Forget the first anniversary of the Arab Spring

The question is not which countries have and haven’t seen dictators fall, but whether the world is entering a new epoch.

Revolutions are fought against regimes, but revolutionary moments of a global scale are the real game changers [GALLO/GETTY]

Amherst, MA – The anniversaries of Arab revolutions mark significant moments of reflection and assessment: Which dictators have fallen? What will the new systems look like? Why did some leaders fall quickly while others’ conflicts are bloody and protracted? As scholars weigh the success or failure of their favourite political theories, citizens in the Arab world continue to struggle, even in the cases of relative success. 

Most of the commentary on the anniversary of the remarkable Arab uprisings has focused on the successes and failures of individual cases. I do not aim to diminish the accomplishments of the people of Tunisia, Egypt, Libya, Yemen, Syria and Bahrain – all of which have seen significant loss of life in their struggles to realise a different future.  Nor is it to suggest that anniversaries are an inappropriate time to reflect on the fruits of those accomplishments. In Tunisia and Egypt, citizens are continuing to struggle for their futures, against a range of forces that imagine new political realities that may prove to be as repressive as those that came before.

But a greater question about the earth’s latest trip around the sun is whether these and other events of 2011 have collectively rocked the prevailing global political status quote enough to have pushed humankind into a new epoch. Big words: a new epoch for humankind. But before you finish rolling your eyes, let’s stop and consider the impact of revolutions – even seemingly failed ones.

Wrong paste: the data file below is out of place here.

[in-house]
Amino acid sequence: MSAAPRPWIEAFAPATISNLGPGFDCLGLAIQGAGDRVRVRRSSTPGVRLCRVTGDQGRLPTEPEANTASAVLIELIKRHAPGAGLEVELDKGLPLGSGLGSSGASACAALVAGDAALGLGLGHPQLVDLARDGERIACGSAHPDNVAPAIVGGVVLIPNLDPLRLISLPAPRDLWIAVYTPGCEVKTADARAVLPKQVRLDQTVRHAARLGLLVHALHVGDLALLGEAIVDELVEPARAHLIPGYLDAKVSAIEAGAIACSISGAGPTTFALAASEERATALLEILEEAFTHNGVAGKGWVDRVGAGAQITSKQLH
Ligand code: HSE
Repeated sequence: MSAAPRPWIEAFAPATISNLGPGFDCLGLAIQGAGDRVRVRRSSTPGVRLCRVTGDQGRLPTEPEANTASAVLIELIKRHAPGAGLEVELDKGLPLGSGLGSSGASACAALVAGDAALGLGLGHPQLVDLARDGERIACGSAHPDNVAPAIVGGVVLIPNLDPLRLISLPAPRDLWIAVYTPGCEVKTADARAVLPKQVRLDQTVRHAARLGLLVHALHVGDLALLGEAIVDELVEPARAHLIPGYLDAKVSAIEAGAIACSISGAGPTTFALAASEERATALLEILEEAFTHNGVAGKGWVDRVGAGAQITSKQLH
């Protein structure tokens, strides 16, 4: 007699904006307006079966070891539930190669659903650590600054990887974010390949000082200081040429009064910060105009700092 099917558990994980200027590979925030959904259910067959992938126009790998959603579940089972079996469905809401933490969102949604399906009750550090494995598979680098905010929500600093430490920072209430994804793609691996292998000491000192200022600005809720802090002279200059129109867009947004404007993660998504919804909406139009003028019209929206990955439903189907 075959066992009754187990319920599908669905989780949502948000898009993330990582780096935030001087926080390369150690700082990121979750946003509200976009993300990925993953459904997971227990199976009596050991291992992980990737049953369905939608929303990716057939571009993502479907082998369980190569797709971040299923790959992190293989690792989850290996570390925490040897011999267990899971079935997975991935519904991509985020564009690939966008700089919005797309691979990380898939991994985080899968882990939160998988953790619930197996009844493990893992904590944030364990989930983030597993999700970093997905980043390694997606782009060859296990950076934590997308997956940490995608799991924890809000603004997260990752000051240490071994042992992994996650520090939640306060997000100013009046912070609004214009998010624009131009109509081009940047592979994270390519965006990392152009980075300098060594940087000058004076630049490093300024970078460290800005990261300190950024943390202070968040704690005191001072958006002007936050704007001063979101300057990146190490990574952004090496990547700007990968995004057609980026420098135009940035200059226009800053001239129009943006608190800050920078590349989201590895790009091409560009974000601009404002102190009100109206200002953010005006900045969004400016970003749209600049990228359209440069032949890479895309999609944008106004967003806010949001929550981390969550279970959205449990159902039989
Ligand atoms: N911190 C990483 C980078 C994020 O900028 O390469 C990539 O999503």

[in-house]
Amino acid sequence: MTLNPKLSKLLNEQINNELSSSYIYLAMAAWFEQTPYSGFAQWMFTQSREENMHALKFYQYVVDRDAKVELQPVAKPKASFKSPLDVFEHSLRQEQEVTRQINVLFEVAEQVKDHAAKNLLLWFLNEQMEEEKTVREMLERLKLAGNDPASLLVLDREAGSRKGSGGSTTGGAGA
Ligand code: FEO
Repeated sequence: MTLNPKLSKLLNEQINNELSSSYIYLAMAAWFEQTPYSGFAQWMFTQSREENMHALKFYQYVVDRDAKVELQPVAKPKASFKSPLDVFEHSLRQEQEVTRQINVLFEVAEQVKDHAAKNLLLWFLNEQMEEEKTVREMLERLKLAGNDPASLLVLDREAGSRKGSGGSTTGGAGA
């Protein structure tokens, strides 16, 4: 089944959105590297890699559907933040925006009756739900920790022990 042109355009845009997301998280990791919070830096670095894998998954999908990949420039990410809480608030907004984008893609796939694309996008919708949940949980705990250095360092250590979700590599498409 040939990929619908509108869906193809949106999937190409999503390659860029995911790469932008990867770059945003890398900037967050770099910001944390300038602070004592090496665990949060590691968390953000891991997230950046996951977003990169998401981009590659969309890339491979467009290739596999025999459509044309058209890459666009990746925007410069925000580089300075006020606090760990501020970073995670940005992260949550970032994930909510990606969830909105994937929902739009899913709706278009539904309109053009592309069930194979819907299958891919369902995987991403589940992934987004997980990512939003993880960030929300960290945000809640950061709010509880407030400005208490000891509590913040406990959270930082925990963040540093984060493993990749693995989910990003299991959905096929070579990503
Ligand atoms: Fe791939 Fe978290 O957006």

Real game changers

Revolutions are fought against regimes, but revolutionary moments of a global scale are the real game changers, the real threat to those terrified of a shift in the status quo, whether politically, socially or economically. Without such a shift, “safe” regimes can continue politics as usual, seemingly isolated from events in other countries, other parts of the world. And without such a shift, countries like the United States can continue the fantasy that they are merely observers of profound change elsewhere rather than connected to a seismic shift that affects everything.

Revolution Through Arab Eyes – The Factory

In this regard, the real question is whether the global wave of protests that started in the Middle East and spread to much of the world will prove to be a watershed moment in which citizens globally mobilise not only to bring down repressive regimes, but to insist that political elites everywhere respond to their demands and concerns. They are demanding basic rights and insisting on a new political reality that prioritises human life over profit, progressive change over traditional centres of power. Have they been – or will they eventually – be successful? 

Such moments are sadly but not surprisingly uncommon, nor do they tend to play out in the neat confines of a calendar year. Revolutions on a national scale are also rare and their accomplishments are hardly insignificant. But global revolutionary moments are what really rock the status quo, and we may be in the midst of a major one that will reverberate for decades.

In 1789, the French Revolution brought a sea-change to Europe that even Napoleon Bonaparte could only temporarily contain. True, France saw decades of advances and reversals, but no one doubts that the storming of the Bastille was a watershed moment. The Haitian Revolution of the 1790s, inspired only in party by news of the French revolution, saw a beaten-down slave population revolt to demand and eventually win freedom from European domination and an end to the institution of slavery – an institution that even at that time held 75 per cent of the world’s population in bondage.  Haiti’s ensuing years would continue to prove bloody, but again there was no going back.

Such moments have come and gone. The mid-19th century; the early 20th century; the 1960s. Much of the 20th century felt like an unending wave of wars against colonial powers for independence, wars against foreign intervention, revolts against domestic repression. And then came 1968: the year in which massive protests around the globe all seemed to come into focus. For the first time in decades, it seemed like the very foundations of the status quo and the privileged were being shaken.

Acts of repression